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Anticholinergic cognitive burden scale helps identify risk of adverse outcomes

Comparative associations between measures of anticholinergic burden and adverse clinical outcomes

Date:
November 21, 2017
Source:
American Academy of Family Physicians
Summary:
Anticholinergic burden assessed with the Anticholinergic Cognitive Burden Scale consistently shows dose-response relationships with a variety of adverse outcomes.
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Anticholinergic burden assessed with the Anticholinergic Cognitive Burden Scale consistently shows dose-response relationships with a variety of adverse outcomes. In a study of long-term associations between adverse clinical outcomes in older adults and three scales for anticholinergic burden (the cumulative effect of using multiple medications that block the effects of acetylcholine in the body), the ACB showed the strongest, most consistent dose-response relationships with risk of all four adverse outcomes studied: emergency department visits, all-cause hospitalizations, hospitalizations for fractures, and incident dementia.

Among those 65 to 74 years old, for example, when going from an ACB score of 1 to a score of 4 or greater, individuals' adjusted odds ratio increased from 1.41 to 2.25 for emergency department visits; from 1.32 to 1.92 for all-cause hospitalizations; from 1.10 to 1.71 for fracture-specific hospitalizations; and from 3.13 to 10.01 for incident dementia. Because medications with anticholinergic properties comprise 30 to 50 percent of all medications commonly prescribed to older adults, the authors suggest that the ACB may be a useful tool to identify high-risk populations for future research.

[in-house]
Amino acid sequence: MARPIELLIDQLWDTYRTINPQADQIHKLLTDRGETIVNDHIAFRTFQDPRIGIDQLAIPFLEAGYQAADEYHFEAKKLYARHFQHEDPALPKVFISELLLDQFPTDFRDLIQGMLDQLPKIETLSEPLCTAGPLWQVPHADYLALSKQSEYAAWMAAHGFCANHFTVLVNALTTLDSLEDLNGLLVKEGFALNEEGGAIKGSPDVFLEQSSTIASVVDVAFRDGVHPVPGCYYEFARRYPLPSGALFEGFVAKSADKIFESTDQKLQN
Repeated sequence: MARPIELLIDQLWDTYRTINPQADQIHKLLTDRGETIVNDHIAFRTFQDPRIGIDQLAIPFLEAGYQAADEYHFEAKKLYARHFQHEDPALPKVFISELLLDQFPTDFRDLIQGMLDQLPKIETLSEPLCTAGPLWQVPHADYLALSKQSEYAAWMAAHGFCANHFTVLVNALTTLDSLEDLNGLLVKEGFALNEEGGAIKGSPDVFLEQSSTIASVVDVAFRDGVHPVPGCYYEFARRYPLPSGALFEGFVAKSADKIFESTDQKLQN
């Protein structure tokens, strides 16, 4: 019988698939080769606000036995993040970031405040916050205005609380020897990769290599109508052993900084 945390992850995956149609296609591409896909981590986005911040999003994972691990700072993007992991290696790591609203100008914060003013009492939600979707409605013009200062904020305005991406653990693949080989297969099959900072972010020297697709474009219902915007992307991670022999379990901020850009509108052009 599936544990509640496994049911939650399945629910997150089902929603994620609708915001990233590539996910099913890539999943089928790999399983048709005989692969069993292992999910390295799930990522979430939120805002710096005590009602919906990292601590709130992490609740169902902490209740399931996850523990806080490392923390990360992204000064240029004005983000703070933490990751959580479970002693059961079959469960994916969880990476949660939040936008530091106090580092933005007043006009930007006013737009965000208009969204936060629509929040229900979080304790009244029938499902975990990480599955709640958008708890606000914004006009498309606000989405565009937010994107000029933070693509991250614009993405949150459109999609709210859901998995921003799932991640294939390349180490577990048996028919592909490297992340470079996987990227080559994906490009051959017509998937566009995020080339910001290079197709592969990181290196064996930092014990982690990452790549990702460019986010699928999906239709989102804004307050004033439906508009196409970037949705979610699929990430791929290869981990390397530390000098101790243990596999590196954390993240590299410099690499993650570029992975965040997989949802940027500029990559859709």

Story Source:

Materials provided by American Academy of Family Physicians. Note: Content may be edited for style and length.


Journal Reference:

  1. Wen-Han Hsu, Yu-Wen Wen, Liang-Kung Chen, Fei-Yuan Hsiao. Comparative Associations Between Measures of Anti-cholinergic Burden and Adverse Clinical Outcomes. The Annals of Family Medicine, 2017; 15 (6): 561 DOI: 10.1370/afm.2131

Cite This Page:

American Academy of Family Physicians. "Anticholinergic cognitive burden scale helps identify risk of adverse outcomes." ScienceDaily. ScienceDaily, 21 November 2017. <www.sciencedaily.com/releases/2017/11/171121095225.htm>.
American Academy of Family Physicians. (2017, November 21). Anticholinergic cognitive burden scale helps identify risk of adverse outcomes. ScienceDaily. Retrieved June 19, 2024 from www.sciencedaily.com/releases/2017/11/171121095225.htm
American Academy of Family Physicians. "Anticholinergic cognitive burden scale helps identify risk of adverse outcomes." ScienceDaily. www.sciencedaily.com/releases/2017/11/171121095225.htm (accessed June 19, 2024).

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